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Title: Human motion description in multimedia database
Author: Cheng, Fangxiang
ISNI:       0000 0001 3541 6303
Awarding Body: University of Surrey
Current Institution: University of Surrey
Date of Award: 2004
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Information retrieval from multimedia databases has become an urgent problem. Its solution can be facilitated by describing the content of multimedia databases using a variety of ways. In a video database, the options can be caption, speech, audio, image features etc. Presently, the MPEG-7 framework deals with standardisation of the multimedia content description techniques. Image features, such as motion, colour, texture and shape, are used for image annotation. The research described here is concerned with the annotation of sports video as part of an EU project ASS AVID. The framework of ASSAVID is similar to MPEG-7. The focus of the research is to develop motion feature descriptors. Motion description becomes increasingly attractive because motion features encapsulate temporal information. However, problems plaguing low-level motion processing impede the research on high-level motion analysis. This becomes more severe in applications with real-life video. In our research, human motion is adopted for sports annotation because sports involve a number of human behaviours. Human motion analysis has a wide spectrum of applications, such as surveillance, medical imaging and information retrieval. Yet there are no techniques directly related to this topic in MPEG-7. One of the useful descriptor of complex human motion is motion periodicity. However, among the existing techniques, only a few successful attempts at periodic motion description have been reported in real-life video. In this thesis, we present a novel method for sports video retrieval using periodic motion features. We focus on modelling human motion and this is accomplished by solving several sub-problems: A novel non-rigid foreground moving object detection algorithm is developed for complex real-life video. The algorithm is used to process low- level motion and segment out the human body from images with least computational expense. Innovative sport templates are constructed for human behaviour description using periodic motion features. They represent sport types in ASSAVID. Motion feature vectors are built using the templates. Motion feature classification is accomplished using a neural network. The proposed method has been tested on the ASSAVID database, which contains more than 800 minutes of real-life video from the BBC 1992 Barcelona Olympic Games. In total about 810,000 images have been processed to test motion features. Four types of different sports are tested. The experimental results show the proposed method to be successful.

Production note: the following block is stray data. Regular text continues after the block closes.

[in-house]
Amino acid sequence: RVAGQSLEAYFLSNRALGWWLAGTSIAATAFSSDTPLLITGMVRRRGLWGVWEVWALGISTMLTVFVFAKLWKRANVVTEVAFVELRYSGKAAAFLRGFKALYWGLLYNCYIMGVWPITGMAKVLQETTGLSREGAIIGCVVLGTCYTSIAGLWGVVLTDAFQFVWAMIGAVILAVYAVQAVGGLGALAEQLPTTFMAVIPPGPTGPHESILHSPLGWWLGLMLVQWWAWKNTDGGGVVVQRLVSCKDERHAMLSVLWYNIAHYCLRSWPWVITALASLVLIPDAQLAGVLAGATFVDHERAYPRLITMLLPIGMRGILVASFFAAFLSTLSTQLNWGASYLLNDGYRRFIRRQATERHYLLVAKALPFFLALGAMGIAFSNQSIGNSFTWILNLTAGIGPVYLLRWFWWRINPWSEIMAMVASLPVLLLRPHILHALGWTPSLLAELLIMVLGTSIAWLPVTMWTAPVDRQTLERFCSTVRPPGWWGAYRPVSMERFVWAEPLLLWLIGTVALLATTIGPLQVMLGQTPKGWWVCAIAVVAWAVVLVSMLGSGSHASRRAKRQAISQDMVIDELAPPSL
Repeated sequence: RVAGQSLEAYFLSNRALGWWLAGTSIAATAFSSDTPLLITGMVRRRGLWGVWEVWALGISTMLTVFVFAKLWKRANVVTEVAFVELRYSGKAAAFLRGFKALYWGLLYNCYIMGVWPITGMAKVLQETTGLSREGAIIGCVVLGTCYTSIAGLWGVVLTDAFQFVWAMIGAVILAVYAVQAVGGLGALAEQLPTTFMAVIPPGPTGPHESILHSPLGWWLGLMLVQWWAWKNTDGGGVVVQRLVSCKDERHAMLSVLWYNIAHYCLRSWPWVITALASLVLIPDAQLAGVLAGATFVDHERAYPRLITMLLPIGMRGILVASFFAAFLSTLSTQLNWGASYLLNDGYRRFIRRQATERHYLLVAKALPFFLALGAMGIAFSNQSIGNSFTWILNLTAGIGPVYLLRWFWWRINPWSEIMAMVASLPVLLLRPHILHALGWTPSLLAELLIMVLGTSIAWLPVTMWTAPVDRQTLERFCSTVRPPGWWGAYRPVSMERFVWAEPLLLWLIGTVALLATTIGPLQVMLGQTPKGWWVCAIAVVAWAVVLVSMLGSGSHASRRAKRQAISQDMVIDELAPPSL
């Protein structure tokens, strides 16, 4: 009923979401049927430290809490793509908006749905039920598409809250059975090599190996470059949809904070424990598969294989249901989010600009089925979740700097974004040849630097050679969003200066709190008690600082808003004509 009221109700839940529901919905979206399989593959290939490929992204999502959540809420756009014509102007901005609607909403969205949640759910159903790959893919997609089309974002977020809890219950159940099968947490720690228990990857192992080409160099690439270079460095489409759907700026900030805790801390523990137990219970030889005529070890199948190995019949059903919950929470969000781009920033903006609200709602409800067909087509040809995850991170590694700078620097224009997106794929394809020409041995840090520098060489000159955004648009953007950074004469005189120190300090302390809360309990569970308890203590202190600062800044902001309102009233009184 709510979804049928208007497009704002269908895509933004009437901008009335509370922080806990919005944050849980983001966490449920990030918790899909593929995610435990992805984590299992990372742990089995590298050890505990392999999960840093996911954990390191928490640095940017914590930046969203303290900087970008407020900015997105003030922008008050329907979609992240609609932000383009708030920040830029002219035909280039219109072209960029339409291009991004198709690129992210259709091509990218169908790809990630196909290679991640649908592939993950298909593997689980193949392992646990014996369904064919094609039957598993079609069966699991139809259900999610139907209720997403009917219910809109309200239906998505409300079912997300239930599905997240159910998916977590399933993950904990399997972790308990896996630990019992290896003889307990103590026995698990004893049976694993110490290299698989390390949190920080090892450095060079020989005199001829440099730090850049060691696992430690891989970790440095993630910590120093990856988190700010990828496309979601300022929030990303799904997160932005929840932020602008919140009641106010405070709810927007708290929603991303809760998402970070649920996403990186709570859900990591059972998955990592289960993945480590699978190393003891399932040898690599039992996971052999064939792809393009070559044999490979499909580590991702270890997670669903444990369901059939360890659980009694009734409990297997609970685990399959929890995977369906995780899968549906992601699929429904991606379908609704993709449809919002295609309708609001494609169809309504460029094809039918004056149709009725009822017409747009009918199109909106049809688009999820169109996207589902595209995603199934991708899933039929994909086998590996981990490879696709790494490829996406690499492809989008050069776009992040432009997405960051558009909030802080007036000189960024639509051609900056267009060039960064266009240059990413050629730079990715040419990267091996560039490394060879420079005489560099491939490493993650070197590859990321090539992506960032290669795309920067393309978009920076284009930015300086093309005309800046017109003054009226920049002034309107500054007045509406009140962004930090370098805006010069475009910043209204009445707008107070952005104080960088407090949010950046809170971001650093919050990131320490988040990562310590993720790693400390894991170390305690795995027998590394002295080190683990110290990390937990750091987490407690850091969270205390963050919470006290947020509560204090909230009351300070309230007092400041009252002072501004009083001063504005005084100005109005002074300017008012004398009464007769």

Supervisor: Not available Sponsor: Not available
Qualification Name: Thesis (Ph.D.) Qualification Level: Doctoral
EThOS ID:  DOI: Not available